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Shadow of the Vampire (2000, E. Elias Merhige)

Shadow of the Vampire opens with some title cards explaining the setup. Well, it opens with some title cards explaining the setup after what feels like nine minute opening titles. In reality… it’s six. Vampire ostensibly runs ninety-five minutes.

Anyway. The title cards setup the making of Nosferatu, F.W. Murnau’s highly influential 1922 vampire film. The cards end saying Nosferatu is going to establish Murnau as one of “the greatest directors of all time,” which would imply Vampire’s going to be very positive about Nosferatu and Murnau.

Not so much as it turns out. John Malkovich plays Murnau. The movie presents him as a pretentious dick, which you’d think Malkovich could easily play, but not so much. Steven Katz’s script is particularly wanting in the Murnau characterization department. Besides a visit to a sex club and drug use, there’s nothing to Malkovich’s character. He gets the least character development of anyone in the film. Except Eddie Izzard, who gets ingloriously chucked at some point. Anyway. Murnau’s direction is always played for laughs in one way or another. Sometimes it’s in how Izzard (as the human lead in Nosferatu) acts, sometimes it’s in how Malkovich directs, but there’s always a bit of a joke. Sometimes there’s a lot of one. Shadow of the Vampire has some good laughs.

But Vampire’s not a biopic or non-fiction. It’s about how Malkovich has hired a real vampire (Willem Dafoe) to play the vampire in the movie. Two big problems. One, Dafoe’s a vampire who wants to kill people. Two, he’s not an actor. There’s some real funny stuff with Dafoe. It’s just not particularly good funny stuff. Vampire’s not a comedy. Director Merhige manages to get into the third act without ever fully committing to a tone. He eventually does pick one and, wow, it’s a bad choice.

But Dafoe. Let’s just get it out of the way. He’s phenomenal. His performance gets the humor in the situation, but never at the expense of being scary. Katz and Merhige never take advantage of that aspect of Dafoe’s performance–the spontaneity of it. Because they’re not doing particularly good work.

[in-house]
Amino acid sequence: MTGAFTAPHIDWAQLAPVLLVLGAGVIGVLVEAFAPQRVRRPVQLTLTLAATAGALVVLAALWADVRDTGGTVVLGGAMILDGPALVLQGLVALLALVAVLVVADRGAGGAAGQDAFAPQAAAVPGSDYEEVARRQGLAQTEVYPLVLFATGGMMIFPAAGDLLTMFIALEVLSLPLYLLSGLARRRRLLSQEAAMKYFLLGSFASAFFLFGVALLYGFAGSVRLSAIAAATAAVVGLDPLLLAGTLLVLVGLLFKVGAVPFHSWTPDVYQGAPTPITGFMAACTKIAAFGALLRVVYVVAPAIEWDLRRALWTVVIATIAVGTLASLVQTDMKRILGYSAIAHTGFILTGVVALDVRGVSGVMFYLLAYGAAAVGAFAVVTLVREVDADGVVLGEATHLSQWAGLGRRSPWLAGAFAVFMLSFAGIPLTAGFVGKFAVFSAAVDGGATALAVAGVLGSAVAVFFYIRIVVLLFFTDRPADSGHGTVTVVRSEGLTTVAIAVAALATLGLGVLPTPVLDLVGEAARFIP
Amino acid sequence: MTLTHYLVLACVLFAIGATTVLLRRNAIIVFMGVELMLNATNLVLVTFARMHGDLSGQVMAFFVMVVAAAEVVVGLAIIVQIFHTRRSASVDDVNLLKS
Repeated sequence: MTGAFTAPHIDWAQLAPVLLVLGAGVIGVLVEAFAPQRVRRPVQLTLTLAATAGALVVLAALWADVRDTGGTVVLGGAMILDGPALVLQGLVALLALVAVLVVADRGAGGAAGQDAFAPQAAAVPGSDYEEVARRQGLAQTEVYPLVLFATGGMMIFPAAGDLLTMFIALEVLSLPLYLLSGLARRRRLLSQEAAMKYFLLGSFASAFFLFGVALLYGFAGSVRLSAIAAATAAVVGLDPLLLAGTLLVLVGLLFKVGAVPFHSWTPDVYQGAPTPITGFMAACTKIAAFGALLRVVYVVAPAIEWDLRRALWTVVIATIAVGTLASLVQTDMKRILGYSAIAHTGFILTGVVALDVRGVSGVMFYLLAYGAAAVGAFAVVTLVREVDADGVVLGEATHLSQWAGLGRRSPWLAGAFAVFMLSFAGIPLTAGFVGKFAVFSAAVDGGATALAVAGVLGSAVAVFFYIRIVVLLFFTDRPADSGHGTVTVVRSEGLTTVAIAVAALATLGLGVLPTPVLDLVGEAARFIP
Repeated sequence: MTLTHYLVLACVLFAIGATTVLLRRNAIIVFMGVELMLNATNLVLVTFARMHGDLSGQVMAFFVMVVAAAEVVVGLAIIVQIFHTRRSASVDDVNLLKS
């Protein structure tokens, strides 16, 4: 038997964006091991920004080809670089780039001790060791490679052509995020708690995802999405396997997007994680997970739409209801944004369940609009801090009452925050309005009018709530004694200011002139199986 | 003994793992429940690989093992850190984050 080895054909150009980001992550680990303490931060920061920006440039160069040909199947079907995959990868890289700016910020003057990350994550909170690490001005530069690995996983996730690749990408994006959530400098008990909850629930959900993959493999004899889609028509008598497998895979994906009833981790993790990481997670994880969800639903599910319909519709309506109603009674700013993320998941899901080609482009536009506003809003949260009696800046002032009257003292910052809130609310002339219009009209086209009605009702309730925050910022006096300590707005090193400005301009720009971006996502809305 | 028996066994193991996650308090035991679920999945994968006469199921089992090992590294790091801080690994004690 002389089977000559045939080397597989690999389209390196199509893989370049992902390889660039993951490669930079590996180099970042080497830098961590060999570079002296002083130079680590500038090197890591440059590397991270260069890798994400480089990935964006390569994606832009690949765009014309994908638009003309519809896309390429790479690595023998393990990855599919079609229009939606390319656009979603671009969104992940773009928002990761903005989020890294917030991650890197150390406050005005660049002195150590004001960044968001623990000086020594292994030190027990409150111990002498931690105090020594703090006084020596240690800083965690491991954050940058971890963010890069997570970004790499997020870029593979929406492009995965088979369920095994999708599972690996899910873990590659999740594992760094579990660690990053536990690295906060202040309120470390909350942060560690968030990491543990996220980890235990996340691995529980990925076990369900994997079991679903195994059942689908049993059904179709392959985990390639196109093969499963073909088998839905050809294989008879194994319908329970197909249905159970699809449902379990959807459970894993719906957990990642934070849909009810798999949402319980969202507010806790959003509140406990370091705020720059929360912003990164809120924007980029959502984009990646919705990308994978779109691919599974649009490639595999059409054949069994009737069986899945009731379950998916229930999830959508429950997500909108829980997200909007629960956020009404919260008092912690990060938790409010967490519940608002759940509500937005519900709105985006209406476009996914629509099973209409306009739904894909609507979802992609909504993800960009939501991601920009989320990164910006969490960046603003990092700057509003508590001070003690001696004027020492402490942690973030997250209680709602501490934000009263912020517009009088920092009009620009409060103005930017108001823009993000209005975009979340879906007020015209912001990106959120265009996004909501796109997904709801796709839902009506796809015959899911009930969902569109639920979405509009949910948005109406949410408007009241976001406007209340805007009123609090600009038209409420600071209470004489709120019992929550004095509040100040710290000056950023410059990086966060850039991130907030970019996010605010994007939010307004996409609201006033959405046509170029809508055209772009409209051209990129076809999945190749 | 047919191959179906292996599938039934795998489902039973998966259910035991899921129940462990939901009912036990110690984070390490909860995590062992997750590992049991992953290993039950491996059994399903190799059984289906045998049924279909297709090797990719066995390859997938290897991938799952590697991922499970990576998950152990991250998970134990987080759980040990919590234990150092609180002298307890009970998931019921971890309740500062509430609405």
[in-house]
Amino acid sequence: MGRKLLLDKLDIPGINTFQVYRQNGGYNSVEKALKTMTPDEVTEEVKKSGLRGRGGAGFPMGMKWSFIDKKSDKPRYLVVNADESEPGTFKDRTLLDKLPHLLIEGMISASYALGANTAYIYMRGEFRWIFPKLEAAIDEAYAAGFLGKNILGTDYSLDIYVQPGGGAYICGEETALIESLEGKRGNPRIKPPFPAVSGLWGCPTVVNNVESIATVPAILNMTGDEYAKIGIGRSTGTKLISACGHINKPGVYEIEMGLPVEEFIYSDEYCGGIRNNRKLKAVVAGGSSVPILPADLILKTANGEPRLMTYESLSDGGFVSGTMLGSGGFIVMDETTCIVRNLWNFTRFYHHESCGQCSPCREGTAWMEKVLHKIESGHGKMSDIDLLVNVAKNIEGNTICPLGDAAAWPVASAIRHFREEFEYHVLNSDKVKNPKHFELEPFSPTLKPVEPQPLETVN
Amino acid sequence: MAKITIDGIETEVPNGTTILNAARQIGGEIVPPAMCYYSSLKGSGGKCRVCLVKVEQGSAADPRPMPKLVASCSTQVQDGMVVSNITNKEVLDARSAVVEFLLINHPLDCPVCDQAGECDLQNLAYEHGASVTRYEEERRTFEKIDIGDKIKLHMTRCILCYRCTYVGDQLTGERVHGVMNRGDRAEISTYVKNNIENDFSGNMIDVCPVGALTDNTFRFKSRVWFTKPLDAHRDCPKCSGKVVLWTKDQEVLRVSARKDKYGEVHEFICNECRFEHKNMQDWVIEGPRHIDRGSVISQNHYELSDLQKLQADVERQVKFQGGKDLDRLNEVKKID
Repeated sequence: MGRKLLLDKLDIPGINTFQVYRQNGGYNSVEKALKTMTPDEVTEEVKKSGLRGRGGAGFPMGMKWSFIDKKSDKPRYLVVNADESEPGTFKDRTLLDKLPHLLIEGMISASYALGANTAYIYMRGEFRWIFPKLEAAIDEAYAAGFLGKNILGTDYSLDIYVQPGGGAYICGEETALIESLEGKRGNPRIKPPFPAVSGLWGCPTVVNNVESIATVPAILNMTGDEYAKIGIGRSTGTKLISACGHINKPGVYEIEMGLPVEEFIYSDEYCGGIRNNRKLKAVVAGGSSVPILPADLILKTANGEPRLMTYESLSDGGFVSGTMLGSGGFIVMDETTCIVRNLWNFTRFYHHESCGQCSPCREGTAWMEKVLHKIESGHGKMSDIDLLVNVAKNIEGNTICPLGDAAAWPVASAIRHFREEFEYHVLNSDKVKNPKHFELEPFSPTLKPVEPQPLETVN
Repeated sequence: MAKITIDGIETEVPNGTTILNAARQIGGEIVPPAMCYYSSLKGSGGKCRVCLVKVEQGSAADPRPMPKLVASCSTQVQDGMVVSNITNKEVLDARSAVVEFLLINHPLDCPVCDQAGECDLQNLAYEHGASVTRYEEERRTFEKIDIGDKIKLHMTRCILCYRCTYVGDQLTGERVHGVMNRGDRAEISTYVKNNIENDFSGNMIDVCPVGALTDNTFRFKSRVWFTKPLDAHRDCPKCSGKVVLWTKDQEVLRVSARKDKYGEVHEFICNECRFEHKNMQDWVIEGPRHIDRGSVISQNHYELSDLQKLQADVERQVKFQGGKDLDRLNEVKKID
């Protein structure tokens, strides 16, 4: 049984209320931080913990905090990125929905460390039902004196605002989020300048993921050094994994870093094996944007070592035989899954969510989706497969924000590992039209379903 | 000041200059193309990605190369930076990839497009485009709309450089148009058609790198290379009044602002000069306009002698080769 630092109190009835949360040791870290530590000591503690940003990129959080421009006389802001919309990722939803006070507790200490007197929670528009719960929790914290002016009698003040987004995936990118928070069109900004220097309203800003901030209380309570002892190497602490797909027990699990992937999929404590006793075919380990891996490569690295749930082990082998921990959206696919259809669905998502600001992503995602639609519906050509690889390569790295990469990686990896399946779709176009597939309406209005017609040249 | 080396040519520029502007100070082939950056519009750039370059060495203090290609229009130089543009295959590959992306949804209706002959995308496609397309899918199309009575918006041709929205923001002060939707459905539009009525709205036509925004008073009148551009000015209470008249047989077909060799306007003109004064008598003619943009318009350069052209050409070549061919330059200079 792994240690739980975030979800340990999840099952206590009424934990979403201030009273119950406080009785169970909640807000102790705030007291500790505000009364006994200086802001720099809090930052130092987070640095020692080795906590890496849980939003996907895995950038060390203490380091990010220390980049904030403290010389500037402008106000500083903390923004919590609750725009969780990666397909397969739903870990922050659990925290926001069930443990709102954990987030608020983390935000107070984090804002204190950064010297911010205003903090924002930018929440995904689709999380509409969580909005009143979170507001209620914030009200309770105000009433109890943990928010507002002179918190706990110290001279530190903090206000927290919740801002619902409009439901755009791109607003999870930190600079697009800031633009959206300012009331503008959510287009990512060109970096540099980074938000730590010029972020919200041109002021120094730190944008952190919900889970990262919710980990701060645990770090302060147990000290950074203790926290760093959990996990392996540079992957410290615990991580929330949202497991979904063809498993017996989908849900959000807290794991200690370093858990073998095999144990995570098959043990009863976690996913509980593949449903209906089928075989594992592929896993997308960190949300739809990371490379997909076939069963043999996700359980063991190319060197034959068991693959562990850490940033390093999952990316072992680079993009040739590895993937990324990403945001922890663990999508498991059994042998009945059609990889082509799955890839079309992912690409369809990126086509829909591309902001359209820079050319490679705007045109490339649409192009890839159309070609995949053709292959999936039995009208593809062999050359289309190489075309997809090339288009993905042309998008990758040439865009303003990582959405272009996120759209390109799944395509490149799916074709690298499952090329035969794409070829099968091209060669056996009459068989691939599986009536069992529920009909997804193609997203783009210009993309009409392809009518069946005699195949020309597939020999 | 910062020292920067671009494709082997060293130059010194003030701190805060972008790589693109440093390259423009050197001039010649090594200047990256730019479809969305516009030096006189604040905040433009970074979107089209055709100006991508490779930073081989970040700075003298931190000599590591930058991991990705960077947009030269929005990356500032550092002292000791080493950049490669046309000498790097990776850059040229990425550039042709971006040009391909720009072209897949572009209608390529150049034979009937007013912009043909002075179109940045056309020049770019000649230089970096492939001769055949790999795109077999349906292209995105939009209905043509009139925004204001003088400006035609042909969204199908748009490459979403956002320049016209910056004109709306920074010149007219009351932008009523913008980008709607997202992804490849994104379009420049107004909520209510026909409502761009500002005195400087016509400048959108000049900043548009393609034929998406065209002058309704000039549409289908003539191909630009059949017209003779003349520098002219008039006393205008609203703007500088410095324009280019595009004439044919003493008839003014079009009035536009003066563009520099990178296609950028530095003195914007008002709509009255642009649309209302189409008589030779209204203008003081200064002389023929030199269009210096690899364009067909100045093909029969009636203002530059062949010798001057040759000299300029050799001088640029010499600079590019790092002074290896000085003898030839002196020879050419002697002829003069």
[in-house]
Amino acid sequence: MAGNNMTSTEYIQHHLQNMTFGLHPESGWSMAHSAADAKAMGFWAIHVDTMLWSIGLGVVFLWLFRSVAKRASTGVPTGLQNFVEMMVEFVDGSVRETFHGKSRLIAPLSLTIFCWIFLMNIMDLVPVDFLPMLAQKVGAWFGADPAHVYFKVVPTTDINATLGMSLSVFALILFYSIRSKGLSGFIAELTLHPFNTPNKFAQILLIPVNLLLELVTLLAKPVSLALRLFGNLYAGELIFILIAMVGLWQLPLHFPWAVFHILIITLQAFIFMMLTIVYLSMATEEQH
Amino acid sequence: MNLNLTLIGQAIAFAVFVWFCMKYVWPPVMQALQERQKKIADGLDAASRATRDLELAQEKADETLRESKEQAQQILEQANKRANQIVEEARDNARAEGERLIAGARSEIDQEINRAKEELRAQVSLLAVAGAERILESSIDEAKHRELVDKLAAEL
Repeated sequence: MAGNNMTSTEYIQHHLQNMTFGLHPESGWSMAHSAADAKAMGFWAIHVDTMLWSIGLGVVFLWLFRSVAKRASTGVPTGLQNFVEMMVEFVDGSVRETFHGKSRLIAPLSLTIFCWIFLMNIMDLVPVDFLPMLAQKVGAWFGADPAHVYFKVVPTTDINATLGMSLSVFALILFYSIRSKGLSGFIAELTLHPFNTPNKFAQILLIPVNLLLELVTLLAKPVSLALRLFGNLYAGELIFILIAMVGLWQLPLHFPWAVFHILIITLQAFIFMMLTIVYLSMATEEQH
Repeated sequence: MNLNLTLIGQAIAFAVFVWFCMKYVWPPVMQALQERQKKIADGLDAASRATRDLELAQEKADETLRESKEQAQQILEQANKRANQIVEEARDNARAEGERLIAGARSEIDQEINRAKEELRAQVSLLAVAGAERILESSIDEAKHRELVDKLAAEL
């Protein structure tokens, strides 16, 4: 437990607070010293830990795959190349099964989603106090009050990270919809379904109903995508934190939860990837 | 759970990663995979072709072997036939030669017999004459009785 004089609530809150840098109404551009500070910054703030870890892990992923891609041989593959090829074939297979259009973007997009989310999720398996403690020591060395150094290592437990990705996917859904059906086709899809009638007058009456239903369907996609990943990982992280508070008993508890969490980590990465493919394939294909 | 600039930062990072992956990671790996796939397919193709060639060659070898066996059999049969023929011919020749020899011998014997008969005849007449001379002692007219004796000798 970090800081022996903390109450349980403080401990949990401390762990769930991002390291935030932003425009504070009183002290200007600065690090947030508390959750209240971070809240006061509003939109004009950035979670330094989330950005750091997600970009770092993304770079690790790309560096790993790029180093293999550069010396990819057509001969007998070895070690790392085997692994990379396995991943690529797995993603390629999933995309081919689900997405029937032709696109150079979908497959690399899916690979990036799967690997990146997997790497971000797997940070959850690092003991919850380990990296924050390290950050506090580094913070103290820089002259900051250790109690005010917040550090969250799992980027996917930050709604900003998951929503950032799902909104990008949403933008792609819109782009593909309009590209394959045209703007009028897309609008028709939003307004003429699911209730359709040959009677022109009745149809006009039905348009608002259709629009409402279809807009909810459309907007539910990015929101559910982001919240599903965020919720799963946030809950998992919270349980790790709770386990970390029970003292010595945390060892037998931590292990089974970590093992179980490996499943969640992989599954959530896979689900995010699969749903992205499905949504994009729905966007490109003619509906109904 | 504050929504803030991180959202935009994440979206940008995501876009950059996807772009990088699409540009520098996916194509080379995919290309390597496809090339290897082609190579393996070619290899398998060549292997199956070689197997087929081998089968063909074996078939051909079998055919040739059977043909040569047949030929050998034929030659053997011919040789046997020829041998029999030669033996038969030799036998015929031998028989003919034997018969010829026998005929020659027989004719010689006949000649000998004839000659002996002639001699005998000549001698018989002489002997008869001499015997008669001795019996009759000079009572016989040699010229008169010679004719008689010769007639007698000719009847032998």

At no point does Vampire show much potential. Malkovich is chemistry-free with everyone, which is a problem when it comes to leading lady (barely in the movie, completely “harpy,” ultimate damsel-in-distress Catherine McCormack) who he’s apparently been intimate with. Kinky sex implication intimate. He uses it to control McCormack. But she’s barely in the movie–three scenes, maybe four.

He’s also no good with Udo Kier as Nosferatu’s producer, or Cary Elwes as the ladies man cameraman. Or Izzard, but he and Malkovich don’t actually share the screen much. Malkovich is usually directing Izzard in Nosferatu, not acting opposite him. Malkovich also doesn’t have any chemistry with Aden Gillett, who plays the Nosferatu screenwriter. Gillett’s got no purpose except suspect Dafoe and play well opposite Kier. So Merhige does get these actors need to play well off one another, he just doesn’t do anything to facilitate it. Kier and Gillett have one of the film’s best scenes, if not the best. They bond with Dafoe.

So while often amusing–and quick-paced, at the expense of logic and character development and narrative gestures–Vampire doesn’t have much heft. Then it tries to get some and it doesn’t work out. At all.

The third act’s a bust, with Merhige, Katz, and Malkovich the prime offenders. But mostly Katz. There’s nothing you can do with the third act as written. Then Malkovich, then Merhige. Merhige needed to figure out how to cover for Malkovich’s broad performance.

Kier and Elwes are all right. Same goes for McCormack and Izzard. After Dafoe, Gillett gives the best performance. No one gets enough to do, not even Dafoe. Kind of especially not Dafoe.